Yet today, his thoughts returning to the present, heart driven by an unseen force as he searched for Fiammetta in the market, none of his self loathing mattered. If only he could find her, hear one word from her kind lips, imagine the warmth of her hand as she bought fresh bread, at least, for a moment, his heart would sing.

Searching for Fiammetta

“No sir, she has not be in the market for days,” the woman at the bread stall said. “Perhaps she is unwell, she looked pale the last time we met.” Heart beating fast, fearing the worst, he said,

“Do you know where she lives?”

“I…I..couldn’t say, sir,” the bread seller said as her eyes avoided his. Looking sternly at her, his eyes sharp, Tim put the equivalent of a week’s earnings in her hand. Eyes wide, she said, “Come, I think I know where she lives.”

Sloshing through the cobblestone streets and around corners into ever narrower alleys, finally the woman stopped at a nondescript door and knocked. Waiting, nervously, the market woman said, “I don’t think she is home.”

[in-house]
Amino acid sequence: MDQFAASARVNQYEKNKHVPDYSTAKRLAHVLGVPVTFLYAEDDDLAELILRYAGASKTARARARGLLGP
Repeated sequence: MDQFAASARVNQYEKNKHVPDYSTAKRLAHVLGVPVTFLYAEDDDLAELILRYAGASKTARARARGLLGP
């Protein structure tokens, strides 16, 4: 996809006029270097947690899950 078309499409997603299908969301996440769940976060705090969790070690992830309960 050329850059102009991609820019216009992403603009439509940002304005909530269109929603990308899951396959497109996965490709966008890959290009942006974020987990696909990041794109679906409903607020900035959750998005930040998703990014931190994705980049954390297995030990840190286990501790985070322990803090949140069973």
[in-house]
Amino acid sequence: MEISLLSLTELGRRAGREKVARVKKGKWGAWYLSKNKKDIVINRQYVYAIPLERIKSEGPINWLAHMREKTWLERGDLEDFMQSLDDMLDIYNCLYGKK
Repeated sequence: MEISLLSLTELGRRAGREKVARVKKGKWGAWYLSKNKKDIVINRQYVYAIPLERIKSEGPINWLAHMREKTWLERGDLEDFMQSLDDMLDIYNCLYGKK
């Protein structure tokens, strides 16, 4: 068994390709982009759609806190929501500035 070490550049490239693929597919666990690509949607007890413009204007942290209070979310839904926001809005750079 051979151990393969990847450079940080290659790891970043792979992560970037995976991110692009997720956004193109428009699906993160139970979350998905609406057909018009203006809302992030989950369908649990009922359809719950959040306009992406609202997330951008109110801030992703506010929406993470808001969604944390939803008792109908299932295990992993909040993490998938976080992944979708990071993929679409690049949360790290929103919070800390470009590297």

Tim, grabbing her arm tightly, said, “Knock again! Louder!”

“You’re hurting me Father Lambert!”

In the still of the night, a small voice

The door latch fidgeted and then unbolted. In the dim light, a young boy looked up at both of them. Tim said, “Young master, is Fiammetta home?”

In the still of the night, a small voice, a young lad said, “Yes sir, but she is ill.”

“May I enter?”

“Yes, Father.”

“Lead me to your mother, my son.”

Come nearer…

The small entryway, lit by only one flickering lamp, closed in on the Cardinal as his eyes adjusted. Though the home was large, there was only a table with three chairs, and a cupboard. None of the trappings of a family of Piccolomini’s wealth and importance were present.

Coughing, a voice called weakly from down the hallway, “Who’s there, Leonetto?”